There is a phrase in my home that my teenagers hear all too often…”don’t be a sheep”. Personally, I fully support free-range kids and try to raise them to be capable of vast independent thought, revolutionary ideas and leading the next generation into a higher level of understanding. I want them to be unicorns reaching beyond their perceived limits and understand how extraordinary they are and not blindly follow the pack. Yet, their response is almost always “can I go hang out with my friends now?” along with a series of eye rolls.
It doesn’t matter if we are discussing children, ourselves, or the companies that employ us, we all want to be seen as unique, yet fit in with the pack. I am frequently asked “what do you see others doing in this space” or “how different are we than others you have worked with”. The reality is, each industry has very similar key performance metrics to measure operational, financial, and regulatory compliance. So if we are all measuring the same things, how do we turn ourselves from sheep into unicorns?
Delivering actionable information to improve decision making capabilities, should be an implicit and fundamental goal of any Business Intelligence initiative. In my role as Retail Practice Advisor, I have seen many companies fall well short of this goal, largely due to their underlying approach.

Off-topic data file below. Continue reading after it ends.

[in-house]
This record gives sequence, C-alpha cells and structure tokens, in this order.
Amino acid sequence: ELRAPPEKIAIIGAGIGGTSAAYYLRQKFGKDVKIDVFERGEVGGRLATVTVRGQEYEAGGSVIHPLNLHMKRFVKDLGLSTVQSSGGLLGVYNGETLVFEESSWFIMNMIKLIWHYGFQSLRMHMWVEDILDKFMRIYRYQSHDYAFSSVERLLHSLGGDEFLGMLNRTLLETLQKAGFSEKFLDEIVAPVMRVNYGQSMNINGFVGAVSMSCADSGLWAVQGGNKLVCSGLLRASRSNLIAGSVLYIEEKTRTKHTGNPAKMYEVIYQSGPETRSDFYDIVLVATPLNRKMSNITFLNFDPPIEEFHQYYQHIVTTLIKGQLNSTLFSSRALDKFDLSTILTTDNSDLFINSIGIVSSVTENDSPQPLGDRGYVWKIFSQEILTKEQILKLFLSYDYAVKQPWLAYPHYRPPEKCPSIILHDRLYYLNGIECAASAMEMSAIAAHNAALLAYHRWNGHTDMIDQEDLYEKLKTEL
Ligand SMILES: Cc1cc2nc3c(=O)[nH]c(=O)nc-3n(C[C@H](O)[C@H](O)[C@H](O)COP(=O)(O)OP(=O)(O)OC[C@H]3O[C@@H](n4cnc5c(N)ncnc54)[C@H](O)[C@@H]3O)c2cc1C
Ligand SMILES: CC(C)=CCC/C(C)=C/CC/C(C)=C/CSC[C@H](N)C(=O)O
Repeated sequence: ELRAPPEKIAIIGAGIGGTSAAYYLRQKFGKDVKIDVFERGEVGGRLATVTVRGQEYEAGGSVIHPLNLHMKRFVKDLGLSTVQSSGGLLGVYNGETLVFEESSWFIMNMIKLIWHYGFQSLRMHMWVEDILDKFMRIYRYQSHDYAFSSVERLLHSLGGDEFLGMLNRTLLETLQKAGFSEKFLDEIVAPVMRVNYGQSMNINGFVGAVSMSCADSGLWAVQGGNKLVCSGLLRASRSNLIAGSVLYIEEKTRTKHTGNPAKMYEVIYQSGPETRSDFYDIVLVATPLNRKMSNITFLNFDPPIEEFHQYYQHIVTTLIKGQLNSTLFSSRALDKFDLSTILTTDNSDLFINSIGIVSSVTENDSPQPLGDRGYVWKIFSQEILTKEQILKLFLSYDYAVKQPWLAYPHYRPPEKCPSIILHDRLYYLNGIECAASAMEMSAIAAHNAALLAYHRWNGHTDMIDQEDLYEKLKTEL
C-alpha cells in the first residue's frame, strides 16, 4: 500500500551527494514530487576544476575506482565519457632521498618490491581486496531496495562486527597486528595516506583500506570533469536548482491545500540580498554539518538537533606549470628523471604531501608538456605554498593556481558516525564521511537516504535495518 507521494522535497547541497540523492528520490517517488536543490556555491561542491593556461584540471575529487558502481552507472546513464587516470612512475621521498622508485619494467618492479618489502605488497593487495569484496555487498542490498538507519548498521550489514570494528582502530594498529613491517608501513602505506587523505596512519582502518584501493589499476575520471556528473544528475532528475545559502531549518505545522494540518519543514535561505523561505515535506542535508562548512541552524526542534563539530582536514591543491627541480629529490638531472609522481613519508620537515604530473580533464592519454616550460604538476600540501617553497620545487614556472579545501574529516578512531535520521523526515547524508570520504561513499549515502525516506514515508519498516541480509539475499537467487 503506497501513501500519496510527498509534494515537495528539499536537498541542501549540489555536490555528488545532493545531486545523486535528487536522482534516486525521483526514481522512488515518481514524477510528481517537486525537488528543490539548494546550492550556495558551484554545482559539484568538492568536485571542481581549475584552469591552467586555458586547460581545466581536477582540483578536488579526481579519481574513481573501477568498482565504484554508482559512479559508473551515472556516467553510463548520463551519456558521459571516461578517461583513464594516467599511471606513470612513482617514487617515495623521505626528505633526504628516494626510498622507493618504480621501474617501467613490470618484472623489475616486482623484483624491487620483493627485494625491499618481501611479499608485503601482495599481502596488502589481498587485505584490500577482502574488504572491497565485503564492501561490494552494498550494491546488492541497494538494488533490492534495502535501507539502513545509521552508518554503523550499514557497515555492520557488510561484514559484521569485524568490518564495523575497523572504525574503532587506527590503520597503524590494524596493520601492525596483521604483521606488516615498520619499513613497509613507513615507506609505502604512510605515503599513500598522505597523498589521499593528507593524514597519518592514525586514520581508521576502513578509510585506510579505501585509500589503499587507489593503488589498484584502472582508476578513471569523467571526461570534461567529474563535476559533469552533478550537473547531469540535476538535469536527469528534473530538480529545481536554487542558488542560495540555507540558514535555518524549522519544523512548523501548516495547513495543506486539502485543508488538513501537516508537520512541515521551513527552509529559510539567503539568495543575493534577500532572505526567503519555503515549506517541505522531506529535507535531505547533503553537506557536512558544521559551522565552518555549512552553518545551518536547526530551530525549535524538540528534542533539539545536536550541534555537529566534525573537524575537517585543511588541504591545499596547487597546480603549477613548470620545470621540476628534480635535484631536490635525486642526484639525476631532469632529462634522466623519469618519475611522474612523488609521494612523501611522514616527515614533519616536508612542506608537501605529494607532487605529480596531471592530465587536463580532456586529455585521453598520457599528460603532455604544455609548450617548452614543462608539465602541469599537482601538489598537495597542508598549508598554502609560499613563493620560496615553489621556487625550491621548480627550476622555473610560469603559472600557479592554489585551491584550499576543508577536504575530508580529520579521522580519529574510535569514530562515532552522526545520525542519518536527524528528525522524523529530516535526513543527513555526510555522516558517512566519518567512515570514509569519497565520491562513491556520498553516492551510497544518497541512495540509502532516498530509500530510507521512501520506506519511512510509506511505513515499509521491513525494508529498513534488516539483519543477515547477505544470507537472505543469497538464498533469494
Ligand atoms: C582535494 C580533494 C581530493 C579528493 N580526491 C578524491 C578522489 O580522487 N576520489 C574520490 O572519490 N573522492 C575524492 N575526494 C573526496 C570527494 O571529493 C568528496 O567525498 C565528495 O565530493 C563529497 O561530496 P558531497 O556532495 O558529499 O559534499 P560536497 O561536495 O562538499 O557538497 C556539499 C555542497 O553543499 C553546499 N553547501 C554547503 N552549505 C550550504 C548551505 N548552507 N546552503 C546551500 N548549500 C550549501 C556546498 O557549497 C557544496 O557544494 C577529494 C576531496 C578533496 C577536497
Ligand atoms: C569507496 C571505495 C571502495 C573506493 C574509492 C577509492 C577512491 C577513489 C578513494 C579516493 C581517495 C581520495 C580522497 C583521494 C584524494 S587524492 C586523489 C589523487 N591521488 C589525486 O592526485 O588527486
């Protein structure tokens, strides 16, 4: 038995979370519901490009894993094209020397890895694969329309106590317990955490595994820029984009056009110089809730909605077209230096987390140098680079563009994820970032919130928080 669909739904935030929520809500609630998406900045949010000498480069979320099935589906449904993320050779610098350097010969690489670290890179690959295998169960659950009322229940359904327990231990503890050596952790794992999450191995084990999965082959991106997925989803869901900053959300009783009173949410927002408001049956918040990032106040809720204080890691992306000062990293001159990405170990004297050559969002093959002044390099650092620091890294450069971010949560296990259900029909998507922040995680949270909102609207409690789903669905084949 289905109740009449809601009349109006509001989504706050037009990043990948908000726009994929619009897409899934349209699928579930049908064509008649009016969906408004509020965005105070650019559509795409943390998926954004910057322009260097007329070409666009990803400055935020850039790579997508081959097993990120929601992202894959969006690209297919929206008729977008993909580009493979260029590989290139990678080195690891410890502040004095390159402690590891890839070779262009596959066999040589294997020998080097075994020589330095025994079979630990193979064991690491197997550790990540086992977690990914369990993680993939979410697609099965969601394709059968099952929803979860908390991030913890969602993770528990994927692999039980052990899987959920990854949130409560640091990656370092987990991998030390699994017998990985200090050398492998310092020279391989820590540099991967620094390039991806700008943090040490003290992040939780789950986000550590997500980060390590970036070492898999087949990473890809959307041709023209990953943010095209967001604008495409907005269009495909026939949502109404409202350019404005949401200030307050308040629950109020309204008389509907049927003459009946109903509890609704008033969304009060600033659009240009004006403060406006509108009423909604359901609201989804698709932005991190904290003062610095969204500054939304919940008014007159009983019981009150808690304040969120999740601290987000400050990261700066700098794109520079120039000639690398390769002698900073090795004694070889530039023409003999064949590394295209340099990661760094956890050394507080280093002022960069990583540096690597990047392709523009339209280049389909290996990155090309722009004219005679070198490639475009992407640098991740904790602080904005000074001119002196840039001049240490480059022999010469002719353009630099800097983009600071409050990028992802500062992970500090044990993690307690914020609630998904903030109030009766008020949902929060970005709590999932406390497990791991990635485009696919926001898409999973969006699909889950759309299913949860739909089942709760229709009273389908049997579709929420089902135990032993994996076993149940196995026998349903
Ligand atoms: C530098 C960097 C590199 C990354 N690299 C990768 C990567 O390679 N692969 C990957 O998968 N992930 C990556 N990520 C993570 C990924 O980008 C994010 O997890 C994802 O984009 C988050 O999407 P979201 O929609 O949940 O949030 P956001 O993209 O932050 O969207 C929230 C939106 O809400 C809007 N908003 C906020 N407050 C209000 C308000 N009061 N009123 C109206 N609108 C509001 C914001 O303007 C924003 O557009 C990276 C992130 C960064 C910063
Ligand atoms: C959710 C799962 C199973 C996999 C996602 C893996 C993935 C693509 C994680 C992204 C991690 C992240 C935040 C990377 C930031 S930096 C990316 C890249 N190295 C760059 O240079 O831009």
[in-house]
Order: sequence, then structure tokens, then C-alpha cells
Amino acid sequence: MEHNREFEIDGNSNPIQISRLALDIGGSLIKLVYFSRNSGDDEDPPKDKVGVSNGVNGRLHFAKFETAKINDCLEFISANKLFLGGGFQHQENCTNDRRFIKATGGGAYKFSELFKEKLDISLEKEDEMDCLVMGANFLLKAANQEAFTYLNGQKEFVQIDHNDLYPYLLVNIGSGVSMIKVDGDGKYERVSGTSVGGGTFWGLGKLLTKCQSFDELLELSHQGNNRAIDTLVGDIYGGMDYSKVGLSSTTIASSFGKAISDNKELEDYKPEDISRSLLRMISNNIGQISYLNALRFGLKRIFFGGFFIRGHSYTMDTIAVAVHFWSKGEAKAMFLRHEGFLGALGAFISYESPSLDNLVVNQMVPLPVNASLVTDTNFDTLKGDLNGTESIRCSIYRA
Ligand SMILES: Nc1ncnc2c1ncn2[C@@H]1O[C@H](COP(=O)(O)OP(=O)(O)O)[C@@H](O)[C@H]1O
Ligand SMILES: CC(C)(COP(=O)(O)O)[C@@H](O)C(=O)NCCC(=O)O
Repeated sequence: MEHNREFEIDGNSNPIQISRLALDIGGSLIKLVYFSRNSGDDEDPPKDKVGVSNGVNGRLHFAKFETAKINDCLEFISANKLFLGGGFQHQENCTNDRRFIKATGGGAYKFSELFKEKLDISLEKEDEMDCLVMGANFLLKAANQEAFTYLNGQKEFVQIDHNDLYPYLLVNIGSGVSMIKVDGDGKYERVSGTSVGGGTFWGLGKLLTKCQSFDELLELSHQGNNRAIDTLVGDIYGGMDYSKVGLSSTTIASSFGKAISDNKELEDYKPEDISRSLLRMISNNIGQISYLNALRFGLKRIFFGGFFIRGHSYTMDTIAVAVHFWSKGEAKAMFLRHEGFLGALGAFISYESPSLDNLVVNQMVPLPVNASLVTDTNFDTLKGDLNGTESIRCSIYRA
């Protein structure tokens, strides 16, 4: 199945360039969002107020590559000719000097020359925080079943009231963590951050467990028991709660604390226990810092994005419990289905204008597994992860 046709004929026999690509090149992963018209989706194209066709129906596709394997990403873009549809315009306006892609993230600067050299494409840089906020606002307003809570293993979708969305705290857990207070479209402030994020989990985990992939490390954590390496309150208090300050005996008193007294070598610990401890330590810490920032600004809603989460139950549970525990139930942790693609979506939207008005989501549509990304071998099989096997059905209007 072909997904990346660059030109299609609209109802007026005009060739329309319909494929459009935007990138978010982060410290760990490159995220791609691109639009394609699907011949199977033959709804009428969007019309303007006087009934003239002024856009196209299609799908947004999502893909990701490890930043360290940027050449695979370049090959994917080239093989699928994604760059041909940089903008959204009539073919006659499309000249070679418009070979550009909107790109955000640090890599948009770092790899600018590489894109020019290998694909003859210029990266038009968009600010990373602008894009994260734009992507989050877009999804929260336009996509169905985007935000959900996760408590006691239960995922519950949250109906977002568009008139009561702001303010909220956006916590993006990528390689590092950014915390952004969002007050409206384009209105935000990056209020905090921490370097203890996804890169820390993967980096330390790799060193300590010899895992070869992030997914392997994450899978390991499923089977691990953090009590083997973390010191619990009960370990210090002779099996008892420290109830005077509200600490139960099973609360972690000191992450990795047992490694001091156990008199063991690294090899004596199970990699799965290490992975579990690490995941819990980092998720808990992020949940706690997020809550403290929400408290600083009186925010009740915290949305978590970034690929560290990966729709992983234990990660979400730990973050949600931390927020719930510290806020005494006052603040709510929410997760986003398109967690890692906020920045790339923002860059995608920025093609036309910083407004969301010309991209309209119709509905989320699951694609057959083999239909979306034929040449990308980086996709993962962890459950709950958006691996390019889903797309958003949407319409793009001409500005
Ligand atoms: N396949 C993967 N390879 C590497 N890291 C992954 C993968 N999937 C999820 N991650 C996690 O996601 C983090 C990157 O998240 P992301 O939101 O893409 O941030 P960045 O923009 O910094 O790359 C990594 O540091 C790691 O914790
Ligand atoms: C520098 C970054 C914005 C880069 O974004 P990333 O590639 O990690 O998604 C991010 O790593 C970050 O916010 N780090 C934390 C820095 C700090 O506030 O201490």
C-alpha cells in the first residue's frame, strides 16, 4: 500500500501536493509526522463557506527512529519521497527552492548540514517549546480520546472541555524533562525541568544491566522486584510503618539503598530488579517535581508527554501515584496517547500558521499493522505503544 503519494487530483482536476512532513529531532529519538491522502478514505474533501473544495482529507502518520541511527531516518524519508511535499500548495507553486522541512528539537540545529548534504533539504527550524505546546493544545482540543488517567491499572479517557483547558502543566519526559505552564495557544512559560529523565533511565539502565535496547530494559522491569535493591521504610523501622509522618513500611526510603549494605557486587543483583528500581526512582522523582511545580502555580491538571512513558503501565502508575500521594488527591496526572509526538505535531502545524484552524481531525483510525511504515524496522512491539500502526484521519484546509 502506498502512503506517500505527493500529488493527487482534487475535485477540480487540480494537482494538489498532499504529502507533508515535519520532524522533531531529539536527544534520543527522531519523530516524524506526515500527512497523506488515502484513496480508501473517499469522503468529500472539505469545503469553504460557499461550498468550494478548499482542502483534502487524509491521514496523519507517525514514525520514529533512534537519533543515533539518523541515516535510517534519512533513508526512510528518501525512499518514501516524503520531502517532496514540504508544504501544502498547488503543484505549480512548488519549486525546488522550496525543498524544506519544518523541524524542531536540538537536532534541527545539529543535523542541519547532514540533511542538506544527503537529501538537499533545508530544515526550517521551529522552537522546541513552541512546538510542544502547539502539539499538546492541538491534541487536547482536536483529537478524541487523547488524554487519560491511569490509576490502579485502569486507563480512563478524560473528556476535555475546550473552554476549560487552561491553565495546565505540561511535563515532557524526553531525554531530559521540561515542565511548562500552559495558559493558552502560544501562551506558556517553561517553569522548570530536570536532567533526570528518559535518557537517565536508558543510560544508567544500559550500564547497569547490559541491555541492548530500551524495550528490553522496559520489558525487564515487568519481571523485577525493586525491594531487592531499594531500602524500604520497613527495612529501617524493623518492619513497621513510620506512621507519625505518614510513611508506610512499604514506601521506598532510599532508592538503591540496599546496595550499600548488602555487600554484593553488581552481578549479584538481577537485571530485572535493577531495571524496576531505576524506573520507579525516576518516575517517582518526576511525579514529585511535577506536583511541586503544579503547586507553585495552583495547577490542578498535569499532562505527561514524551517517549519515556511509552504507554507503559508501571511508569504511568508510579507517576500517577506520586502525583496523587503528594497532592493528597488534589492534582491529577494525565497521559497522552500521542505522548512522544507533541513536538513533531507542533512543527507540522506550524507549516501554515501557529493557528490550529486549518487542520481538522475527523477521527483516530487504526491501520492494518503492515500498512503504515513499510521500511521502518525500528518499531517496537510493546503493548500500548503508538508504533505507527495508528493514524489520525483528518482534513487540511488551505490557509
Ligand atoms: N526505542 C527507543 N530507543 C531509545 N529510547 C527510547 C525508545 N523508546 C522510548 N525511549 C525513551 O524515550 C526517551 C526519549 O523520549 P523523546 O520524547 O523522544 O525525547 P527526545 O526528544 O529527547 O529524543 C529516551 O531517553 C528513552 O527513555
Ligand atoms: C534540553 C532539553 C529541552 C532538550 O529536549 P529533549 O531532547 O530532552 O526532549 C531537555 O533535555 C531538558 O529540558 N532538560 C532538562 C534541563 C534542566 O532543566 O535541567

Companies need to consider, and approach, BI as an enabling technology and seek to integrate all available data and develop the relevant analytics, unfettered by their existing reporting portfolio. Utilizing an information centric approach to guide the design, measurements and solution architecture enables quantum advances in business insight and analytic capabilities.
The healthcare system business and technology environment is pushing organizations to move beyond traditional, reactive and silo-based data management approaches to a managed – even predictive – approach that treats their clinical, operational and financial data as a strategic asset and uses it to create business value and advantage.
Traditionally, healthcare understood all too well what it took to manage assets such as treatment facilities, clinical staff, and patient relationships. However, when it comes to data, healthcare often fails to implement the responsibilities and accountabilities needed to manage it effectively. The result is deficiencies in data availability, accuracy, timeliness, protection and accessibility. Additionally, when employees aren’t certain who is responsible or where to go for data management, they begin to churn and become misdirected as to what is process related versus what is a technical deficit.